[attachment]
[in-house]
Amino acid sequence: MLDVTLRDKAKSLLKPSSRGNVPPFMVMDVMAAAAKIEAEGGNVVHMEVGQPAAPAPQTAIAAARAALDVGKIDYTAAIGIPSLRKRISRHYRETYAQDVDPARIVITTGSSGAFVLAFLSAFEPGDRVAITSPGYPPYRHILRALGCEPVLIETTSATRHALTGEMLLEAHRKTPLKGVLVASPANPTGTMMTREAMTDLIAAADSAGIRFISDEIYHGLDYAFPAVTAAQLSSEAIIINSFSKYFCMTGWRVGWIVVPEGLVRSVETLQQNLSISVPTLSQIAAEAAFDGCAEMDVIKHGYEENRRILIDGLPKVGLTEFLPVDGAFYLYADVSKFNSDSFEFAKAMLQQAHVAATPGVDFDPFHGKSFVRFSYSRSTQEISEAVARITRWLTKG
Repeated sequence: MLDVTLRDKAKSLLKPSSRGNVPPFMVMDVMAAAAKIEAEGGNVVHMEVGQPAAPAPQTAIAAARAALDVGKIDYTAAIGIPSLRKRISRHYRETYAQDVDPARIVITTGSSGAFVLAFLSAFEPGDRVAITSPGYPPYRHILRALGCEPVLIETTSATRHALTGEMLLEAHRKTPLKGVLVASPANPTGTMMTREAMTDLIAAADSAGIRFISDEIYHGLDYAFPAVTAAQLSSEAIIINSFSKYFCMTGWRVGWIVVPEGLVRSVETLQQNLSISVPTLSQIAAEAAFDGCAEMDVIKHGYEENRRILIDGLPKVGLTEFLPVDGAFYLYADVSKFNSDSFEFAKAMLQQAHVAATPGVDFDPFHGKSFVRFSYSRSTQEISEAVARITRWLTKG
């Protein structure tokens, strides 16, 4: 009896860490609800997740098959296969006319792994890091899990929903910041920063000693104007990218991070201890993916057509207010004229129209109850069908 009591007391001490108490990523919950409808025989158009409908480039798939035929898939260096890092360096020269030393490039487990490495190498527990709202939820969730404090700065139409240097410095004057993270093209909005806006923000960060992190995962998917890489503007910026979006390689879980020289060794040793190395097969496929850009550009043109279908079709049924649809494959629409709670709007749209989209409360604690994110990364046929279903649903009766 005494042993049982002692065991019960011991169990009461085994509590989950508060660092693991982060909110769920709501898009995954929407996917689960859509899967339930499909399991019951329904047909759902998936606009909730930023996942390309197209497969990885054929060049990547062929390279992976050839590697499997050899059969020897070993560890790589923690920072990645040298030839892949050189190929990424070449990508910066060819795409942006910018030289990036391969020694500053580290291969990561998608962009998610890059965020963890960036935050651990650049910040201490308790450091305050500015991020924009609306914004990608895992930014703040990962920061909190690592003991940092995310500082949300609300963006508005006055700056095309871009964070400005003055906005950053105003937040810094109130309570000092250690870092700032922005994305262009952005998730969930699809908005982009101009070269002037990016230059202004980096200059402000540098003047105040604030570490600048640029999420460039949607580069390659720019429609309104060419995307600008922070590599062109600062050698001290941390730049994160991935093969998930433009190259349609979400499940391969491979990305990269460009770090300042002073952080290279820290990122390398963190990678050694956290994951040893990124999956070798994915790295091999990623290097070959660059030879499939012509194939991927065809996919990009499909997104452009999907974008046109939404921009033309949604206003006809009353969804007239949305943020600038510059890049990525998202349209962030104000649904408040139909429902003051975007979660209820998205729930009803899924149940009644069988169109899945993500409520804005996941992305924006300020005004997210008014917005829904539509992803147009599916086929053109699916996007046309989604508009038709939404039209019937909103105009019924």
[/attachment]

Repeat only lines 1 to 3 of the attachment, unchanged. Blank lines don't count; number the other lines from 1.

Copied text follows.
[in-house]
Amino acid sequence: MLDVTLRDKAKSLLKPSSRGNVPPFMVMDVMAAAAKIEAEGGNVVHMEVGQPAAPAPQTAIAAARAALDVGKIDYTAAIGIPSLRKRISRHYRETYAQDVDPARIVITTGSSGAFVLAFLSAFEPGDRVAITSPGYPPYRHILRALGCEPVLIETTSATRHALTGEMLLEAHRKTPLKGVLVASPANPTGTMMTREAMTDLIAAADSAGIRFISDEIYHGLDYAFPAVTAAQLSSEAIIINSFSKYFCMTGWRVGWIVVPEGLVRSVETLQQNLSISVPTLSQIAAEAAFDGCAEMDVIKHGYEENRRILIDGLPKVGLTEFLPVDGAFYLYADVSKFNSDSFEFAKAMLQQAHVAATPGVDFDPFHGKSFVRFSYSRSTQEISEAVARITRWLTKG
Repeated sequence: MLDVTLRDKAKSLLKPSSRGNVPPFMVMDVMAAAAKIEAEGGNVVHMEVGQPAAPAPQTAIAAARAALDVGKIDYTAAIGIPSLRKRISRHYRETYAQDVDPARIVITTGSSGAFVLAFLSAFEPGDRVAITSPGYPPYRHILRALGCEPVLIETTSATRHALTGEMLLEAHRKTPLKGVLVASPANPTGTMMTREAMTDLIAAADSAGIRFISDEIYHGLDYAFPAVTAAQLSSEAIIINSFSKYFCMTGWRVGWIVVPEGLVRSVETLQQNLSISVPTLSQIAAEAAFDGCAEMDVIKHGYEENRRILIDGLPKVGLTEFLPVDGAFYLYADVSKFNSDSFEFAKAMLQQAHVAATPGVDFDPFHGKSFVRFSYSRSTQEISEAVARITRWLTKG